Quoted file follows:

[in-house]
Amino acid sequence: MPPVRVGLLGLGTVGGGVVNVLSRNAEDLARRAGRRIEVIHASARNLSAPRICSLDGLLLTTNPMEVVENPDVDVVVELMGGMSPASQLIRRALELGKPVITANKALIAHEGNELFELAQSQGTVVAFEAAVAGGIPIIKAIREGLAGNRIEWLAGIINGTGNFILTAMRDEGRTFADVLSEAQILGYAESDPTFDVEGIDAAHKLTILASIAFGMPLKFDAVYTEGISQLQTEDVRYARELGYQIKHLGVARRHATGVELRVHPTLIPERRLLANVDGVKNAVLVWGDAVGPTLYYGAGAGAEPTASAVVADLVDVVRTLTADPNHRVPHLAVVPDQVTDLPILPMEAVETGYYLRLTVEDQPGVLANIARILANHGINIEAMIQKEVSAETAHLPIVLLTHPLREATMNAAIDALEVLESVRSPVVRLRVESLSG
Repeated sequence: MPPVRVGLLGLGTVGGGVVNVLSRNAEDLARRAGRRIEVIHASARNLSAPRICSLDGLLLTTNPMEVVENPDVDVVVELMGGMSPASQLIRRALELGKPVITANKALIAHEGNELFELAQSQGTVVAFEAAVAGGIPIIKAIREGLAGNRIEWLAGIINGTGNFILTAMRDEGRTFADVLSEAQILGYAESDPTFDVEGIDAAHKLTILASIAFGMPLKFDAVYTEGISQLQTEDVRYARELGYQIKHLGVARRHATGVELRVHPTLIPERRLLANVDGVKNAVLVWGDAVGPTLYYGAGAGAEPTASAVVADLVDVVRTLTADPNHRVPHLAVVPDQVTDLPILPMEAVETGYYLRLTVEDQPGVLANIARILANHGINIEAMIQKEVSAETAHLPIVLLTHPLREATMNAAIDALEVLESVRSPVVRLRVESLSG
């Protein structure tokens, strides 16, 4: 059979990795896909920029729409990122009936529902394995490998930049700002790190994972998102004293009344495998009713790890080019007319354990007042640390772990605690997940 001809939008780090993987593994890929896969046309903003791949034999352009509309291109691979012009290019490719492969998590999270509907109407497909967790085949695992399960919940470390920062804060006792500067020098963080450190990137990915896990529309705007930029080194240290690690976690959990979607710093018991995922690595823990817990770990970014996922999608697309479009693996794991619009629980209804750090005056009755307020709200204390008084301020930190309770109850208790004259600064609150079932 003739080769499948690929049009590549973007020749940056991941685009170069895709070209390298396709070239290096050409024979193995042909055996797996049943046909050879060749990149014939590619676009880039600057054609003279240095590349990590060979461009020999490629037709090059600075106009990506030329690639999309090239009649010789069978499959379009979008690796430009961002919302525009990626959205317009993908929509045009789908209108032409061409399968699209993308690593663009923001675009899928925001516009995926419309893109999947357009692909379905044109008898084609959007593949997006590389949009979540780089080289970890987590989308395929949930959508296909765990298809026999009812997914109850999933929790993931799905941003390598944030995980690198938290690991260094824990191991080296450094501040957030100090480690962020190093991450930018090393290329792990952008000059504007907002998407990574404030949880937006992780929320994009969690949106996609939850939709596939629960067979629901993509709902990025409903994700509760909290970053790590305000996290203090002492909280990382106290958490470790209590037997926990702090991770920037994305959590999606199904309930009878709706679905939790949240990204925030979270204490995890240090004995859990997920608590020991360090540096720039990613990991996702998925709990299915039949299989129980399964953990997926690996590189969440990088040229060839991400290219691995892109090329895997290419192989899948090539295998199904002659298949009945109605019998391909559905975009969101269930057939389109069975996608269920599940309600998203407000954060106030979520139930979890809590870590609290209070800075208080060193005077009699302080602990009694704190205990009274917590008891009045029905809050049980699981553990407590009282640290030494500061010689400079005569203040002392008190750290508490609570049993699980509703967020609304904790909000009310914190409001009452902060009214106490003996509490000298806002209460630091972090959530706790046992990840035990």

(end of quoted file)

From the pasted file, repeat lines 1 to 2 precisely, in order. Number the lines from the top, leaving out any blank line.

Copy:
[in-house]
Amino acid sequence: MPPVRVGLLGLGTVGGGVVNVLSRNAEDLARRAGRRIEVIHASARNLSAPRICSLDGLLLTTNPMEVVENPDVDVVVELMGGMSPASQLIRRALELGKPVITANKALIAHEGNELFELAQSQGTVVAFEAAVAGGIPIIKAIREGLAGNRIEWLAGIINGTGNFILTAMRDEGRTFADVLSEAQILGYAESDPTFDVEGIDAAHKLTILASIAFGMPLKFDAVYTEGISQLQTEDVRYARELGYQIKHLGVARRHATGVELRVHPTLIPERRLLANVDGVKNAVLVWGDAVGPTLYYGAGAGAEPTASAVVADLVDVVRTLTADPNHRVPHLAVVPDQVTDLPILPMEAVETGYYLRLTVEDQPGVLANIARILANHGINIEAMIQKEVSAETAHLPIVLLTHPLREATMNAAIDALEVLESVRSPVVRLRVESLSG